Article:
Now that we know what the “fallacious bit” is suppose to be we’ll see that Bryan tries to use this in his own argument to show that God cannot exist. Since we have shown how this is not actually fallacious, we will ignore it in Bryan’s argument and show why his argument fails on completely different logical grounds. His argument is as follows:

  1. God is the greatest of all possible beings.
  2. The absolute greatest of all imaginable achievements are accrdited to the greatest imaginable being necessarily. (Because no one else could have done it.)
  3. The creation of everything is the greatest imaginable achievement. (Said achievement is qualified by a) its intrinsic quality and b) the ability of its achiever.)
  4. The greater the disability of the achiever, the greater the achievement.
  5. The greatest and most formidable disability for an achiever is non-existence.
  6. Therefore, if we posit that everything is a part of an existent being we can then conceive of a necessarily greater being (i.e. one that created everything while not existing).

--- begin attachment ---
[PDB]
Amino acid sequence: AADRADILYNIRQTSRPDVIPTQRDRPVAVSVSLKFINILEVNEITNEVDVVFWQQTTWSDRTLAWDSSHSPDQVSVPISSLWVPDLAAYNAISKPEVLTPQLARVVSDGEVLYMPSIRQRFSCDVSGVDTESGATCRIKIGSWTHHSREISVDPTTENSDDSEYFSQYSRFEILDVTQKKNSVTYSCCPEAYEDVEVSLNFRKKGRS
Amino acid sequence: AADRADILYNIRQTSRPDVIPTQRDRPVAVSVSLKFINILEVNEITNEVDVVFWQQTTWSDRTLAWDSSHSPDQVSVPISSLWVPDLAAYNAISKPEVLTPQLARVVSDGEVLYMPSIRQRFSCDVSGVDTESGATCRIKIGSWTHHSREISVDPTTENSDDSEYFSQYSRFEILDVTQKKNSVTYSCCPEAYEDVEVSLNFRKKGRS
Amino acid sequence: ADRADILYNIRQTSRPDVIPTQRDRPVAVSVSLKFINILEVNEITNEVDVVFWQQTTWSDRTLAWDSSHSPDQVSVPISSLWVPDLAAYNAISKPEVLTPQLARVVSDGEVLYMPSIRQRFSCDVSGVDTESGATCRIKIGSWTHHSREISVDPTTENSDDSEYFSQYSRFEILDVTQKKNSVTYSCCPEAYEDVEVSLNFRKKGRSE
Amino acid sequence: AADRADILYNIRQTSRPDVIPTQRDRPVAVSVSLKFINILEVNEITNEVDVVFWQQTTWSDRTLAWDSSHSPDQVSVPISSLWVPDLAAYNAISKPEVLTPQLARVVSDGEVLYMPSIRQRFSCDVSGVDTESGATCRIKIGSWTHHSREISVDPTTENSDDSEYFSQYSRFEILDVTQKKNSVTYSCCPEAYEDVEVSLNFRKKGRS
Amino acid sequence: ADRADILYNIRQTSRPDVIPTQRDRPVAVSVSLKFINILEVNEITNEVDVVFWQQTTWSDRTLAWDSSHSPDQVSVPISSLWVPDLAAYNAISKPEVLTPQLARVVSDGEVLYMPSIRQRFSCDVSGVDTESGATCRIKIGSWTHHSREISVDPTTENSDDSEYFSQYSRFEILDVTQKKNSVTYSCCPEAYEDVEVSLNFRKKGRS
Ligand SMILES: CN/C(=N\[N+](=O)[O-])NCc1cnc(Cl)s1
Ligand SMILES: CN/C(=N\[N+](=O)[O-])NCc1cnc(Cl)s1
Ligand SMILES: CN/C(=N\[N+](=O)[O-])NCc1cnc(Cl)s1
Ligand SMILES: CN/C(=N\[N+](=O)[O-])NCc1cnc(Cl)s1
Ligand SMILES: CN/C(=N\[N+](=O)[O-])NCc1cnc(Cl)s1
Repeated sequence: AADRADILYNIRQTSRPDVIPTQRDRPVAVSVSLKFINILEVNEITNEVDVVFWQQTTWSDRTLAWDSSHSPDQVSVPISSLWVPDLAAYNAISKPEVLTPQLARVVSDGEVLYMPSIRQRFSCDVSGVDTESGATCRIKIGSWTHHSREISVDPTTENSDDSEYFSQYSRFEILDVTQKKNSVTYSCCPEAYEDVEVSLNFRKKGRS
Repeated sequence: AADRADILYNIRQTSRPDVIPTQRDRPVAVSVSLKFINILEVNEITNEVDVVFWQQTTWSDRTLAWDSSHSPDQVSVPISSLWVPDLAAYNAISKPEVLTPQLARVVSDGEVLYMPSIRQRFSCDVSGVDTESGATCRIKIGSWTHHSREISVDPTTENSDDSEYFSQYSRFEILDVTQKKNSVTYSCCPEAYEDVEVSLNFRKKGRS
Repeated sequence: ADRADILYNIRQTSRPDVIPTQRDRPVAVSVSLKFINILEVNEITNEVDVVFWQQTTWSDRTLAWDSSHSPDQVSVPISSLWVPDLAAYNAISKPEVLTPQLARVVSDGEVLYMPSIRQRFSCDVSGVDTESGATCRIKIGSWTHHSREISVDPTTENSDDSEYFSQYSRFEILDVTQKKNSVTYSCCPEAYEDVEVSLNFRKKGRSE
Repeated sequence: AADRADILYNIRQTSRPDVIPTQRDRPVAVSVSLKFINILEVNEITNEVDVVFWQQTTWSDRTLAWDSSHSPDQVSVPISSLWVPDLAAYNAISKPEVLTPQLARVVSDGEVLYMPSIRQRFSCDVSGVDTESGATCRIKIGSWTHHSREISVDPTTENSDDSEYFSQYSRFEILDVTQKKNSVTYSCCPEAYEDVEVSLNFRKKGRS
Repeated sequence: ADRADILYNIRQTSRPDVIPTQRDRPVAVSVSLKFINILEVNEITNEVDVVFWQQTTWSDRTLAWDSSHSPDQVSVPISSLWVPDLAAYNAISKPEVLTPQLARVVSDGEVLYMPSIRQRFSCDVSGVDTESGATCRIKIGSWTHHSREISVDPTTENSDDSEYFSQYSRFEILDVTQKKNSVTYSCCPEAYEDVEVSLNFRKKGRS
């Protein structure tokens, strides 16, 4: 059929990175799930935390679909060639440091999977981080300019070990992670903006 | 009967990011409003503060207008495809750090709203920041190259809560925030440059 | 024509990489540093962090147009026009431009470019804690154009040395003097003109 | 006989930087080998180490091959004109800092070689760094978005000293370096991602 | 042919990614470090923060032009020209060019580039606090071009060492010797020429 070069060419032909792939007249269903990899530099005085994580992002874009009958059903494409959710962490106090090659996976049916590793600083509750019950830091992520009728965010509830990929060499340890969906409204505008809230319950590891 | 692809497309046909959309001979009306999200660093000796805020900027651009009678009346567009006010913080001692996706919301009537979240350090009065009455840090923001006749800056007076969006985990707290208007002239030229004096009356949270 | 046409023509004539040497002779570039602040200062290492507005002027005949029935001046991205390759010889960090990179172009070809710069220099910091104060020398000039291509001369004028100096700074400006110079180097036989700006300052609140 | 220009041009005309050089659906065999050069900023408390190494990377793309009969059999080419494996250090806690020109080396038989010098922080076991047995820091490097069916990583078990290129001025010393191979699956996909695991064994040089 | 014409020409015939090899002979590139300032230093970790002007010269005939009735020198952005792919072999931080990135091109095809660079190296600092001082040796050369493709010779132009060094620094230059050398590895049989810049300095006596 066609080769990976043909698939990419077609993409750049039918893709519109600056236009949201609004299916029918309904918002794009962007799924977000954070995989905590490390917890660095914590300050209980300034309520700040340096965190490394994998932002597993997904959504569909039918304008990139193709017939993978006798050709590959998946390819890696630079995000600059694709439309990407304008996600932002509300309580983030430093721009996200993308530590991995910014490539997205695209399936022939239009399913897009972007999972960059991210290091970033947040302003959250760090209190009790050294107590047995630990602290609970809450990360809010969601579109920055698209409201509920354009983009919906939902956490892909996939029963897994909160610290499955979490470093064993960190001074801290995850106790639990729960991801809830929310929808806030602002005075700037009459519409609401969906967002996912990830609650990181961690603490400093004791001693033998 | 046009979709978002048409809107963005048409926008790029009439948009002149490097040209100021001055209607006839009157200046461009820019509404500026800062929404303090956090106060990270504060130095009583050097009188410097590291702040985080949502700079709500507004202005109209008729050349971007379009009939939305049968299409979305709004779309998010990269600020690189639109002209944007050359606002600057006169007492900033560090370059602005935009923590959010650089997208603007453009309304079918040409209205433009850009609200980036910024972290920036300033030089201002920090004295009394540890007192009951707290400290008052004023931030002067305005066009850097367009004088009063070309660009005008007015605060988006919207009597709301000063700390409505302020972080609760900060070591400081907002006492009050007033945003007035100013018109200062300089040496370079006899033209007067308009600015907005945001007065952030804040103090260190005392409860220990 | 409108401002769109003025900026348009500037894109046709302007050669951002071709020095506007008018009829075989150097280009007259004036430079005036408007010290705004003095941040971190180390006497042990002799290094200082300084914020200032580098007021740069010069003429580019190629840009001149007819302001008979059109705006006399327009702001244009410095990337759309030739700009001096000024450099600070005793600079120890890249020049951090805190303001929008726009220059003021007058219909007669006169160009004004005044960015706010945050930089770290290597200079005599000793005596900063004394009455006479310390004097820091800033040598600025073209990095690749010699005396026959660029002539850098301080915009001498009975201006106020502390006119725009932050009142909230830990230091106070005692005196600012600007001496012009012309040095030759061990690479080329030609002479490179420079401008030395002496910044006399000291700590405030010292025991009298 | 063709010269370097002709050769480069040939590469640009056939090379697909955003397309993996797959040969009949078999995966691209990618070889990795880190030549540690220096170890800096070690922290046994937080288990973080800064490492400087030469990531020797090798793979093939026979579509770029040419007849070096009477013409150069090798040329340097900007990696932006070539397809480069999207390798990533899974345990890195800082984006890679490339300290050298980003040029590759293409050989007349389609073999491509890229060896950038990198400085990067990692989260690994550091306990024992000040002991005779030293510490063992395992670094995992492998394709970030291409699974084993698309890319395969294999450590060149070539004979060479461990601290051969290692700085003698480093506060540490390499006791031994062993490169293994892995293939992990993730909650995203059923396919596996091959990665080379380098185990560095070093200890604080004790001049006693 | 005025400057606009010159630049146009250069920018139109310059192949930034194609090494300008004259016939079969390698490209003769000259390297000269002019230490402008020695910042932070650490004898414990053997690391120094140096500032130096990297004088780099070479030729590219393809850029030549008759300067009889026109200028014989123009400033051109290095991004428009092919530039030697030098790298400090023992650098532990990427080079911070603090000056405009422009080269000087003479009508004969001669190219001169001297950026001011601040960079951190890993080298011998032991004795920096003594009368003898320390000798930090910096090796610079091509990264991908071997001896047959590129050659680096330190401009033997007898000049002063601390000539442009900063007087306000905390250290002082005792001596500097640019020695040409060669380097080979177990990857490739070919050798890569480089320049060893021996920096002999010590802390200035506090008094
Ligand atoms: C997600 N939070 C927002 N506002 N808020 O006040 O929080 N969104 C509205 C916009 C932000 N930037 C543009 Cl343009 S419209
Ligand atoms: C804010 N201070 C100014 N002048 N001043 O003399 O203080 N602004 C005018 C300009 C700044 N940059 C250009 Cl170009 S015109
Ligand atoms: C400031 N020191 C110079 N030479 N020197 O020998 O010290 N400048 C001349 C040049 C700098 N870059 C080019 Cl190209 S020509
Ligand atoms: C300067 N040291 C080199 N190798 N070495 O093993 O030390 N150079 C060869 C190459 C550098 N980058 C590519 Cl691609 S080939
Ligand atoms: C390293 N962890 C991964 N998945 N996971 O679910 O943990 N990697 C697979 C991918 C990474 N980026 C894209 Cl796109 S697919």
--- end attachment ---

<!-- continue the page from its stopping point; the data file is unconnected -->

7. Therefore, God does not exist.

He defines “absolute greatest of all imaginable achievements” as “the creation of everything.” So, where we found the former, in premise (3), we replaced it with the latter. “God” is defined as “the greatest of all possible beings,” so, we replaced “the greatest imaginable being” with “God,” in premise (2). We also added, in parenthesis, what we take “everything” to mean, in terms of the context of the argument. We get the following: